Severe chronic pain may significantly impact the patient’s ability to perform activities of daily living. Assess how the patient is currently coping and if there is a need for extra support to ensure that ADLs are being managed.
Nursing interventions and care are essential for the patients recovery. In the following section, you’ll learn more about possible nursing interventions for a patient with chronic pain.
1. Assist the patient with repositioning.
Certain positions may be more painful than others. Allowing for frequent position changes may assist in pain management
2. Administer analgesics as prescribed.
If the provider has ordered pain medications this may be helpful in controlling the patient’s pain. Administering pain medication should be based on the pain assessment.
3. Assist the patient with developing a regular exercise routine.
Physical and occupational therapy may be beneficial in treating pain or in keeping it at a manageable level.
4. Use complementary and alternative medicine therapies as appropriate (i.e. massage, ice packs, heating pads).
Some therapies such as massage may help decrease a patient’s pain level. In addition, the use of hot or cold therapy may assist in keeping pain at a more manageable pain level.
5. Assist the patient with behavioral therapy exercises.
Behavioral therapy exercises such as relaxation, deep breathing, or meditation may assist the patient with being able to control pain better.
6. Provide patient education.
Patient education includes helping the patient to understand there is often no complete cure for chronic pain but instead treatment is focused on the management of the pain. Education also allows patients to set realistic goals and expectations. Likewise, education can help the patient to identify what s/he is able to do at home to manage their pain better.
Nursing Care Plans
Nursing care plans help prioritize assessments and interventions for both short and long-term goals of care. In the following section you will find nursing care plan examples for chronic pain.
Care Plan #1
Chronic pain-related inflammation of joints secondary to arthritis as evidenced by redness and swelling of joints.
- Patient will report decreased pain intensity using a pain assessment tool.
- Patient will be able to tolerate activities of daily living without an increase in pain level.
1. Assess the patient’s ability to perform ADLs.
Chronic pain associated with fatigue and anxiety can restrict a person’s ability to do self-care and fulfill roles.
2. Review medication history.
Patients with arthritis require long-term management of pain. Patients, especially those who use opioid analgesics, may have misconceptions and fears about drug tolerance, addiction, and dependence that affect their compliance with pain medications. Polypharmacy is also a concern in these patients. Hence pharmacovigilance should be instituted.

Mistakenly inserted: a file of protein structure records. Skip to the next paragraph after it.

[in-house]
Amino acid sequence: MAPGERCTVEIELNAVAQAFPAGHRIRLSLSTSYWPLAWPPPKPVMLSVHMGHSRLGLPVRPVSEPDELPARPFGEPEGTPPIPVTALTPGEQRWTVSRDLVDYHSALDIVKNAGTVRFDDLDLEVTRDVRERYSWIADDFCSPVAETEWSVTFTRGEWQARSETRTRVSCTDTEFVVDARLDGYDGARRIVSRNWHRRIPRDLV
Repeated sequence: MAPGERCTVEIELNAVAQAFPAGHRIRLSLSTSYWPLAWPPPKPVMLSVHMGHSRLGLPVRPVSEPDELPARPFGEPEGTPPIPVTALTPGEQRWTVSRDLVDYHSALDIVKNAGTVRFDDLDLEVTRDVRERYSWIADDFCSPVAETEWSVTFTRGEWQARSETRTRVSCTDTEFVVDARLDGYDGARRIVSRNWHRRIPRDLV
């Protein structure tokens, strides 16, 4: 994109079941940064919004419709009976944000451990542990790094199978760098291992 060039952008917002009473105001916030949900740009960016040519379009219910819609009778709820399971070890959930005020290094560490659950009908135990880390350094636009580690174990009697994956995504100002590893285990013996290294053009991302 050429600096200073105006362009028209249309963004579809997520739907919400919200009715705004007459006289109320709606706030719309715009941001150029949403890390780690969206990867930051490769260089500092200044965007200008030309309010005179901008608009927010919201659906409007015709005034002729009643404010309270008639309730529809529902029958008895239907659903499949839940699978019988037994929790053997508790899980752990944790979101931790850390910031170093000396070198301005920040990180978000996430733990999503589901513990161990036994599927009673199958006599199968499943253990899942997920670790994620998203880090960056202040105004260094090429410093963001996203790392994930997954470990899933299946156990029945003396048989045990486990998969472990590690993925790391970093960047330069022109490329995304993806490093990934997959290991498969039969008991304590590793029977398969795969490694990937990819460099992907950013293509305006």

1. Encourage the patient to keep a pain diary.
A pain diary helps in identifying aggravating and relieving factors of chronic pain. Knowledge about these guides patients to make more sound decisions about lifestyle modifications that promote more effective pain management.
2. Administer medications as indicated.
Joint inflammation causing chronic pain is precipitated by varying etiologies depending on the type of arthritis. Pain medications rely on the patient’s type of arthritis.
- Rheumatoid Arthritis: disease-modifying anti-rheumatic drugs (DMARDs)
- Osteoarthritis: NSAIDs, topical capsaicin, duloxetine, corticosteroids
- Gouty Arthritis: oral corticosteroids, NSAIDs (i.e., indomethacin or high-dose naproxen), or colchicine
3. Use nonpharmacological approaches in addition to analgesics.
Physical and occupational rehabilitation, behavioral approaches, and movement-based interventions tailored to the patient’s needs and capabilities are effective and should be used to treat chronic pain when possible.
4. Assist the patient in performing ADLs.
Arthritis limits a person’s ability to walk or perform ADLs, causing feelings of powerlessness and decreased self-esteem. Providing assistance yet preventing dependence should be balanced.
5. Educate the patient about lifestyle modification.
An unhealthy diet (i.e., high purine foods, processed red meats), excessive alcohol intake, and smoking may trigger flares. Lifestyle modification strategies on top of pharmacologic therapy are vital for adequate pain control.
6. Instruct on times when pain is less severe.
Pain onset varies depending on the type of arthritis. Joint pain in rheumatic arthritis improves with movement while pain associated with osteoarthritis worsens with physical activity.